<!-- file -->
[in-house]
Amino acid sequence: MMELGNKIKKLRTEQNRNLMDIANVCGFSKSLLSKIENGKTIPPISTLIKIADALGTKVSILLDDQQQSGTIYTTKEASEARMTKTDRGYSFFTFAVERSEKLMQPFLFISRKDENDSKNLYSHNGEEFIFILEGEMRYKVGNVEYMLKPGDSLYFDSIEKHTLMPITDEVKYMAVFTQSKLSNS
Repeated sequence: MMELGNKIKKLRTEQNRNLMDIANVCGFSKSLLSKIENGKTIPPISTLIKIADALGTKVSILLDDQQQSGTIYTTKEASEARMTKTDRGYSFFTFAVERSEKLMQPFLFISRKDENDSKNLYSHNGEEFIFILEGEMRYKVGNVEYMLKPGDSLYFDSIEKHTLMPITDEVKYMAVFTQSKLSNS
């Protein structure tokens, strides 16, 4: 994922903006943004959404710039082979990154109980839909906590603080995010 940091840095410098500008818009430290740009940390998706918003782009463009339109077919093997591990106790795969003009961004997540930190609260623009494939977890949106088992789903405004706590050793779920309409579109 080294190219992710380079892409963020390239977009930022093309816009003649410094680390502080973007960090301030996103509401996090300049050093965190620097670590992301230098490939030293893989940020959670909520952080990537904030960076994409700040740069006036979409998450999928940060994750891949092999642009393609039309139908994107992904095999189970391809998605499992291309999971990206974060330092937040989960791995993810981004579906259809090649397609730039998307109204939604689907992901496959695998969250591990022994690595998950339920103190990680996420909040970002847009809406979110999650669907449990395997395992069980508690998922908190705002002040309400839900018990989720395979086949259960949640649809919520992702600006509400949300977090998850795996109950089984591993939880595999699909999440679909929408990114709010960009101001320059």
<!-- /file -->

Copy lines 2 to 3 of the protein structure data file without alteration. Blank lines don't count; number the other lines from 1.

Amino acid sequence: MMELGNKIKKLRTEQNRNLMDIANVCGFSKSLLSKIENGKTIPPISTLIKIADALGTKVSILLDDQQQSGTIYTTKEASEARMTKTDRGYSFFTFAVERSEKLMQPFLFISRKDENDSKNLYSHNGEEFIFILEGEMRYKVGNVEYMLKPGDSLYFDSIEKHTLMPITDEVKYMAVFTQSKLSNS
Repeated sequence: MMELGNKIKKLRTEQNRNLMDIANVCGFSKSLLSKIENGKTIPPISTLIKIADALGTKVSILLDDQQQSGTIYTTKEASEARMTKTDRGYSFFTFAVERSEKLMQPFLFISRKDENDSKNLYSHNGEEFIFILEGEMRYKVGNVEYMLKPGDSLYFDSIEKHTLMPITDEVKYMAVFTQSKLSNS